From Crisis to Revival: How Japantown Flourishes Amidst Transformation
In the heart of San Francisco’s Japantown, a transformation is underway that’s more than just the fermenting flavors of kimchi and kombucha at the newly opened Fermentation Lab. The district is experiencing a renaissance, marked by the emergence of new restaurants and shops that are breathing new life into this historic community.
Not too long ago, Japantown faced a critical juncture. The pandemic’s impact left its modern hub, the Japan Center malls, shuttered even as the rest of the city began to reopen. This exacerbated an existing issue of vacancies and unpaid rent, casting doubt on the survival of the nation’s oldest Japanese enclave.
Enter Grace Horikiri, the driving force behind the Japantown Community Benefit District. She reports that the number of vacancies has dramatically reduced to just around five, down from the peak of 13. Japantown defies the odds as one of the three neighborhoods in the city reporting higher sales tax collections post-pandemic. The iconic Peace Plaza bustles with life on weekends, embodying the district’s resurgence.
Yet, this resurgence is not taken for granted. Business owners conveyed a desire for more events, prompting a return to cherished traditions like the Cherry Blossom Festival and Parade. April witnessed a full-scale version of the festival for the first time since the pandemic’s onset. Additionally, a vibrant lineup of events includes the Nihonmachi Street Fair, Origami-Palooza, OK Marketplace, and even unique offerings like sake tastings and R&B yoga at the Kimpton Hotel Enso.
Events serve as the backbone of Japantown’s revival, complementing its historical significance with contemporary allure. Rich Hashimoto, President of the Japantown Merchants Association, emphasizes the need for shop owners to refresh their offerings. Even Grace Horikiri acknowledges the potential for enhanced self-promotion within the neighborhood.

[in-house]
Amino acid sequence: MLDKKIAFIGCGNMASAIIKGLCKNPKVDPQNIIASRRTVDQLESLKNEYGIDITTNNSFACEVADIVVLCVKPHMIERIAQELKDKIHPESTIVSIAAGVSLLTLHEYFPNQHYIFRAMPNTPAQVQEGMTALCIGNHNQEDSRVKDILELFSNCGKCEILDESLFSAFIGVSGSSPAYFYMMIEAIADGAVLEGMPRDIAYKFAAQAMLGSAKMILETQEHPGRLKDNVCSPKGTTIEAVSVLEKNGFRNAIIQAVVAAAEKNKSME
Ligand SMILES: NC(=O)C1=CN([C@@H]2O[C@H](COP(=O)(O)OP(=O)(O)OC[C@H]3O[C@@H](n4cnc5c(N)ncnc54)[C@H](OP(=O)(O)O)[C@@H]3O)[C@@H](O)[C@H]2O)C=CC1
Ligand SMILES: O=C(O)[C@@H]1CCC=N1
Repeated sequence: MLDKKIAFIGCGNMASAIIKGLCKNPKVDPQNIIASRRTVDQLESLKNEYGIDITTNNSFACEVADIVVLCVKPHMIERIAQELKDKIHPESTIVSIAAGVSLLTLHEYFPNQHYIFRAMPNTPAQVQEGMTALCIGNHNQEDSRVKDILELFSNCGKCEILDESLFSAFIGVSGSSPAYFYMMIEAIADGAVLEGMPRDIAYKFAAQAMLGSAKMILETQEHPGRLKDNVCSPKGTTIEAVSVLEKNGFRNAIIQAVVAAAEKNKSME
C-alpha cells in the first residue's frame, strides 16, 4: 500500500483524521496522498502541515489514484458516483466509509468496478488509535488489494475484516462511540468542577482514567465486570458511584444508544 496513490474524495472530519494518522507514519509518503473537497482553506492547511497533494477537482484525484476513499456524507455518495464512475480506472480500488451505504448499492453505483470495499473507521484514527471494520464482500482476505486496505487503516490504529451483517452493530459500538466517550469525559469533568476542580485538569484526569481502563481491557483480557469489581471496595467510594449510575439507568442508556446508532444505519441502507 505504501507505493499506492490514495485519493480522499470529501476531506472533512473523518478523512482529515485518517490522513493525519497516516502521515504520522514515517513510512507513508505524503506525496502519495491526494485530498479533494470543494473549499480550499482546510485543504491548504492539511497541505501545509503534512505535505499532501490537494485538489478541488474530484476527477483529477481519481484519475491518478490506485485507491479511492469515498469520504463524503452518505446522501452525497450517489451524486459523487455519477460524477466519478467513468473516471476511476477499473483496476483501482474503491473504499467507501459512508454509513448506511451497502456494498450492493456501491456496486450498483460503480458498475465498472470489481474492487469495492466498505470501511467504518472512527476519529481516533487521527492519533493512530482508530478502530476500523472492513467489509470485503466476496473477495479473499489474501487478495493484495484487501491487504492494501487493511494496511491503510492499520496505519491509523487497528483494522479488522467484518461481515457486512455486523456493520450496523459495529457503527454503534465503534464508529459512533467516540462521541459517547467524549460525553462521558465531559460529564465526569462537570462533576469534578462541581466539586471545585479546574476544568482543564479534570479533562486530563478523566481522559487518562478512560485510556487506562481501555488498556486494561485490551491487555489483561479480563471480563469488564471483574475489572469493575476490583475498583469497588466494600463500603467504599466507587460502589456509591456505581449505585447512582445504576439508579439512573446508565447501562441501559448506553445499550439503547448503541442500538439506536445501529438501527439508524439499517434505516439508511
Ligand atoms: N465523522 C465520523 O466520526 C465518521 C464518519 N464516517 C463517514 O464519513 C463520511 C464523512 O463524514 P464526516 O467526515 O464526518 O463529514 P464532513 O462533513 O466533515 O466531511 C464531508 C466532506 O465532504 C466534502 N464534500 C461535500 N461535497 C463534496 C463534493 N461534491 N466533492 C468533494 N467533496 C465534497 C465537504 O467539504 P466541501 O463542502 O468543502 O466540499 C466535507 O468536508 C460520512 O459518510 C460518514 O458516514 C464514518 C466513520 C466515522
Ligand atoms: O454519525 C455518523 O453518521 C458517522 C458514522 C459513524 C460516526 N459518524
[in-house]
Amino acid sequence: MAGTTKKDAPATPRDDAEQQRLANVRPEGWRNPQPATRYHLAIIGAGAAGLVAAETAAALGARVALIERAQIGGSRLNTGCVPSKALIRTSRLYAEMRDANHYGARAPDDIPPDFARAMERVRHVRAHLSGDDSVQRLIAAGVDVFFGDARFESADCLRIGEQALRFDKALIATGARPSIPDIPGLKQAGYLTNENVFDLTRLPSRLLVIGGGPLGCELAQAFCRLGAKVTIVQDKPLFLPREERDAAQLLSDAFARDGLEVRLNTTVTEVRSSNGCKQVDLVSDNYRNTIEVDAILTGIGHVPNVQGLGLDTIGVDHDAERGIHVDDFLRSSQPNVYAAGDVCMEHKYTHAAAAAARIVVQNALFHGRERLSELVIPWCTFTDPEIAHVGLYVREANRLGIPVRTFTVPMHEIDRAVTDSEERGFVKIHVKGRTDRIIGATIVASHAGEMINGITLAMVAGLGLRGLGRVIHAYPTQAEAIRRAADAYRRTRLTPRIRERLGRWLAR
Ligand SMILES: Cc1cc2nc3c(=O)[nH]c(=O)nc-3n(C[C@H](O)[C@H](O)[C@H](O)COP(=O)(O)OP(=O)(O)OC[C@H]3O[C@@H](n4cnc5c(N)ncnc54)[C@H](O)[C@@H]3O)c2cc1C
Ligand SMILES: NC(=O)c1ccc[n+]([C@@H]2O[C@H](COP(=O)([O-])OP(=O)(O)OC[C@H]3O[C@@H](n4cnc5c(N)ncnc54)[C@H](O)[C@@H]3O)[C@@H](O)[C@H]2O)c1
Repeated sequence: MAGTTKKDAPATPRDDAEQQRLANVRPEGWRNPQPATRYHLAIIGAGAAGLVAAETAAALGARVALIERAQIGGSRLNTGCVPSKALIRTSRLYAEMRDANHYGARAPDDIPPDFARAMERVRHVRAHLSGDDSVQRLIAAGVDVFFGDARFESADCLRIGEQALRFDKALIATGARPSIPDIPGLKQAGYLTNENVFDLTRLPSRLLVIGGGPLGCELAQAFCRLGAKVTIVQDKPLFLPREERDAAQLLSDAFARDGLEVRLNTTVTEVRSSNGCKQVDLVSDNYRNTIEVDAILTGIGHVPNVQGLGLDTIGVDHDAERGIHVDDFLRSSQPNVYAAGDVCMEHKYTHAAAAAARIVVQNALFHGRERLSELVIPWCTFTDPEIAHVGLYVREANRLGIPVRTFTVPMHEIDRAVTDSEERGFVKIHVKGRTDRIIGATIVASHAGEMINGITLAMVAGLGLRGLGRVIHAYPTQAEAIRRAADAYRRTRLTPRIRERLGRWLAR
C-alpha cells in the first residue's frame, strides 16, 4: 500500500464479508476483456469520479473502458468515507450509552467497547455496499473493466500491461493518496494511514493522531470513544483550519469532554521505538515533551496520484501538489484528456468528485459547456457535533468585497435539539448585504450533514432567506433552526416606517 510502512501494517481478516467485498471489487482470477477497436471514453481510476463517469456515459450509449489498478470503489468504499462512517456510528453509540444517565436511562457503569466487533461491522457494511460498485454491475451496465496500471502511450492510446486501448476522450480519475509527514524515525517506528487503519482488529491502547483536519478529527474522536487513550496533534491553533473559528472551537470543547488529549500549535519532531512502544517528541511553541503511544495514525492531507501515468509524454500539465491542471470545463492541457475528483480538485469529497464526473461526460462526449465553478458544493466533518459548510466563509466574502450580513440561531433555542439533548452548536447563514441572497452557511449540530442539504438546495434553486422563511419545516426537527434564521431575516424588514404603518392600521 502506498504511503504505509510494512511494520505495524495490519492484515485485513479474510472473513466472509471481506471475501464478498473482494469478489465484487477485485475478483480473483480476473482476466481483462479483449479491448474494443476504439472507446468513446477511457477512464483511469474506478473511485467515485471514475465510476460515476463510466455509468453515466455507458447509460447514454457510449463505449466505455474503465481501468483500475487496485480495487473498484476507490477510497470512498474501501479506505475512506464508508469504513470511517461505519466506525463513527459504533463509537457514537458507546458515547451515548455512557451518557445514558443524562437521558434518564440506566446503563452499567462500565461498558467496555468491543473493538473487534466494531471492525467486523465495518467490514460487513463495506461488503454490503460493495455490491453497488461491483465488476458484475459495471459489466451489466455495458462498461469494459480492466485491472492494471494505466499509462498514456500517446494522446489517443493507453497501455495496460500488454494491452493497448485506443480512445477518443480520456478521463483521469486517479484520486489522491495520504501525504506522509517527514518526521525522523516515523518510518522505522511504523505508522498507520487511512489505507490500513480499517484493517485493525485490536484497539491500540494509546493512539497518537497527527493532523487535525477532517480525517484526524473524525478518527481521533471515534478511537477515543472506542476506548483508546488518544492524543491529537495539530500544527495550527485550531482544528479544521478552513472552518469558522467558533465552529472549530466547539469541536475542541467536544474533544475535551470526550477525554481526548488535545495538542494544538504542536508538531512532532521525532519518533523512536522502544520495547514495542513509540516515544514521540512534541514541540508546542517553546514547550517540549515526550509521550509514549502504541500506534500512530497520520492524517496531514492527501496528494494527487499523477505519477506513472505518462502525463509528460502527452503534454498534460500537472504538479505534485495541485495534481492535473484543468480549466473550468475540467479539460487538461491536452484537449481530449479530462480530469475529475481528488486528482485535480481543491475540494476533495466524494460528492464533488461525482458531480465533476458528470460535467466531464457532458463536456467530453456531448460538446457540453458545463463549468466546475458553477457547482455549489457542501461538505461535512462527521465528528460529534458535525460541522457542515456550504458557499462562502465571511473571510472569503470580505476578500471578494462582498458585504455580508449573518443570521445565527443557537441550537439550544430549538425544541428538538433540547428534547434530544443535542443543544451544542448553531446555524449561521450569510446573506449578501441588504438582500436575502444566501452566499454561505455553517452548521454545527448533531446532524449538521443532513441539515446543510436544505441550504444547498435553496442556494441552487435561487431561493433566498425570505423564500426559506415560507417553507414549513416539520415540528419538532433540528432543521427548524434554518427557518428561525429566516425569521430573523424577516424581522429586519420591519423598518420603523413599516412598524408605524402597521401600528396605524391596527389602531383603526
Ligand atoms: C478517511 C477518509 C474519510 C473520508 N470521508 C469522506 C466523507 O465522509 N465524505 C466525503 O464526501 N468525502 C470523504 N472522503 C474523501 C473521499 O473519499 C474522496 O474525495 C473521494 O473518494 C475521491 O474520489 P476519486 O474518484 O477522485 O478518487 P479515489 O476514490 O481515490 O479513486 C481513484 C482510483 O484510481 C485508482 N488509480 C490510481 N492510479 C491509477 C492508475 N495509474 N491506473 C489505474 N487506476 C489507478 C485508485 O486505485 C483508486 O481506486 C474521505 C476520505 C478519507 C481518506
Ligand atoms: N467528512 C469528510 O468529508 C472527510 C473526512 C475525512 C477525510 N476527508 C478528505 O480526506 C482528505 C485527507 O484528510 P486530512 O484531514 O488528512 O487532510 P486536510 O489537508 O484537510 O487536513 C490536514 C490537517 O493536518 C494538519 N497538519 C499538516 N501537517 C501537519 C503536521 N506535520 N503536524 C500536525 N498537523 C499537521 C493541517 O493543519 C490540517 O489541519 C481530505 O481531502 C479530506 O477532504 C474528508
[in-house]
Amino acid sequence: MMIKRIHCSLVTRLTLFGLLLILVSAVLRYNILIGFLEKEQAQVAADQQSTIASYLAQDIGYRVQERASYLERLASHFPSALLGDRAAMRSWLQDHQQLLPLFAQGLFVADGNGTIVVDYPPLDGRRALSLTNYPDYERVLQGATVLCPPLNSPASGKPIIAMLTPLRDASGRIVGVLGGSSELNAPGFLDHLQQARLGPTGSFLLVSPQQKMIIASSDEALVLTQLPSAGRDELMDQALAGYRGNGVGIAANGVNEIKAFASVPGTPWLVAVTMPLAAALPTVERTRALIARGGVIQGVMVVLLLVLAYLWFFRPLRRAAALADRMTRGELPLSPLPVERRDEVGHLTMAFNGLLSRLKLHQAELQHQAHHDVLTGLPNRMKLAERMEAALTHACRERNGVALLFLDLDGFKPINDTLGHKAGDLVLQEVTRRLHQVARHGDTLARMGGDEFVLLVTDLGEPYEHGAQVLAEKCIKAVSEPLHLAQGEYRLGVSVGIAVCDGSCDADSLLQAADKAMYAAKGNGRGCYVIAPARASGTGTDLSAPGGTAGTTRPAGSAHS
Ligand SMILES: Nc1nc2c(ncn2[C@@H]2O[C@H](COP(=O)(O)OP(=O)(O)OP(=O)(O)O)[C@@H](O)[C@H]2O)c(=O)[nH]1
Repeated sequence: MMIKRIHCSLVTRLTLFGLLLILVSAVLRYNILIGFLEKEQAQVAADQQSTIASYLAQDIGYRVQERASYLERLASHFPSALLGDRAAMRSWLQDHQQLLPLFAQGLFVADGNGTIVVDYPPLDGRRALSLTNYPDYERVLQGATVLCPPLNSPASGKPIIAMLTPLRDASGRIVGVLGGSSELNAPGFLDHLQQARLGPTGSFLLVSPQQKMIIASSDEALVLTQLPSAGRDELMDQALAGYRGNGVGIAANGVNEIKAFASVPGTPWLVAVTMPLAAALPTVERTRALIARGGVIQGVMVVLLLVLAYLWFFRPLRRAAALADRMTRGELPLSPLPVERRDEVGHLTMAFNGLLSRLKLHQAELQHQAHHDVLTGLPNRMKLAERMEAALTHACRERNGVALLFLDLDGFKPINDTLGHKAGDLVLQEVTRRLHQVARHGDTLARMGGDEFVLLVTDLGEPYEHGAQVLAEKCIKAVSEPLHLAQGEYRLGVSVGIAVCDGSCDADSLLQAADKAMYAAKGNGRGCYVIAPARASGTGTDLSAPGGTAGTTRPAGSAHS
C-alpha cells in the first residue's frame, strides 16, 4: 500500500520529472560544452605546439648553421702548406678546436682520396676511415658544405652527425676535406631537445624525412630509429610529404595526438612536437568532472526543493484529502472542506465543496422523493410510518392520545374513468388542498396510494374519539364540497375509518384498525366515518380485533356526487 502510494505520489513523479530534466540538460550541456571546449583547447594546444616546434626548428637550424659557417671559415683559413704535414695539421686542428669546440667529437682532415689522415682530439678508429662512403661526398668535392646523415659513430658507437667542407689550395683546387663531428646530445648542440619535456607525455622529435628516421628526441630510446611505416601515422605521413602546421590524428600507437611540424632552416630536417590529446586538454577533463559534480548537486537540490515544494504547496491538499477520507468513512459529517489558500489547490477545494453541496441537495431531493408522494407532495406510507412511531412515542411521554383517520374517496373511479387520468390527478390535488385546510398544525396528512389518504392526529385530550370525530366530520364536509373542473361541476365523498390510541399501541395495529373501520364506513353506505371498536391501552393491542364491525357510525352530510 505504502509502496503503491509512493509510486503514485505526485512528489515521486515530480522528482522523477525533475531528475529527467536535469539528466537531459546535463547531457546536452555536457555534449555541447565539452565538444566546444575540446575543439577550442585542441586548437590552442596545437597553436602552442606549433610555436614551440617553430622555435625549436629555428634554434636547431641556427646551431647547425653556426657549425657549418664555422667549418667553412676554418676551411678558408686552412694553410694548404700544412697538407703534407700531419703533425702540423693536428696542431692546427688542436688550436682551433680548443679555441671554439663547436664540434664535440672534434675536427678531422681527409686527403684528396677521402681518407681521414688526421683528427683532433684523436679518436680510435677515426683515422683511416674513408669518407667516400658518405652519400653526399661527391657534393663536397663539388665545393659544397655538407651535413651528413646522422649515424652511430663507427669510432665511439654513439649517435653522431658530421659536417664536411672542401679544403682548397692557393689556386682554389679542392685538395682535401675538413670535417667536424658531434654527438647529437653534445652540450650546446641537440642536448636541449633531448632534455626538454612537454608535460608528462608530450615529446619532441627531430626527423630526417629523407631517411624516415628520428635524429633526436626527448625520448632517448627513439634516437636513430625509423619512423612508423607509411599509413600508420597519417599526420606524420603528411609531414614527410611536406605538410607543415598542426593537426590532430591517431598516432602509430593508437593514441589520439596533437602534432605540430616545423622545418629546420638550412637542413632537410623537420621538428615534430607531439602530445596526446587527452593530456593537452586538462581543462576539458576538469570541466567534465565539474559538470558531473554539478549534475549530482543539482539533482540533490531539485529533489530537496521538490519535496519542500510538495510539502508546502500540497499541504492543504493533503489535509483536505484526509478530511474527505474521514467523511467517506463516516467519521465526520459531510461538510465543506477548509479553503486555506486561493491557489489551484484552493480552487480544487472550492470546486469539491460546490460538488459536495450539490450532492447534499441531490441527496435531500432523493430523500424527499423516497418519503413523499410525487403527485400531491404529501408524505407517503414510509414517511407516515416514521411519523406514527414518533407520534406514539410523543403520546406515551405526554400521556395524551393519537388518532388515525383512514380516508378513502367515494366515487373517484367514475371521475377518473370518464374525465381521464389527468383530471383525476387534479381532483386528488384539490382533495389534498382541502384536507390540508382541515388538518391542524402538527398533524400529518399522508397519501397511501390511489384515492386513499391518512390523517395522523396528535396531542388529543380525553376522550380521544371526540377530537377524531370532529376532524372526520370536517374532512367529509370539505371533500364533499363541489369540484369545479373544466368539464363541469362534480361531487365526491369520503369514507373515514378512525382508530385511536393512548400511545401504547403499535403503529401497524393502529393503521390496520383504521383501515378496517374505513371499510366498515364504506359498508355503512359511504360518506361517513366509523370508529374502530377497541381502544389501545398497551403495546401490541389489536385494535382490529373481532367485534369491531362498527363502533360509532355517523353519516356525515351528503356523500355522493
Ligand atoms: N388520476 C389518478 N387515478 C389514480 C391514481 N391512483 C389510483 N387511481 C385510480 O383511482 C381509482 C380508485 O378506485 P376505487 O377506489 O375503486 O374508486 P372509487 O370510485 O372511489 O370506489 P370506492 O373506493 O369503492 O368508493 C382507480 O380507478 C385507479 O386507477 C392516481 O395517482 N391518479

Embracing technology has proven instrumental in this endeavor. Japantown’s social media presence, managed by adept young interns, acts as a magnet for visitors. Uji Time’s taiyaki (fish-shaped ice cream cones) beg to be Instagrammed, while TikTok showcases the delights of mochi. Augmented reality, facilitated by Adobe and Paper Tree, adorns the area with digital paper sculptures, charming a younger demographic.
Jeannie Kim, co-owner of Fermentation Lab, epitomizes this progressive spirit. Expanding to Japantown with a larger space, she’s keen on providing diverse offerings including Equator Coffee. Kim’s move mirrors the district’s openness to change and rejuvenation.
Japantown’s resurgence might hold lessons for other retail centers facing adversity. This historic district has embraced change, exemplified by its support for the Geary bus rapid transit plan, which has drawn a younger crowd to the mall corridors via Muni.
Seizing upcoming opportunities, Japantown eagerly anticipates APEC, a global trade gathering in November. The community is preparing to host large Asian delegations, tapping into its cultural essence with flower arranging classes.
As Japantown flourishes post-pandemic, it raises a thought-provoking possibility. Could this revival serve as a model for other distressed retail centers? Perhaps the Westfield mall could take inspiration from Japantown’s formula, welcoming businesses that once thrived elsewhere. San Francisco’s multicultural fabric and the success of malls like Stonestown with their Asian-oriented approach suggest the potential for a downtown renaissance.
With Japantown’s emphasis on cleanliness, safety, and vibrant events, it’s conceivable that this formula could thrive downtown, offering a precious gift from a community that’s weathered a century’s worth of challenges through its resourcefulness and adaptability.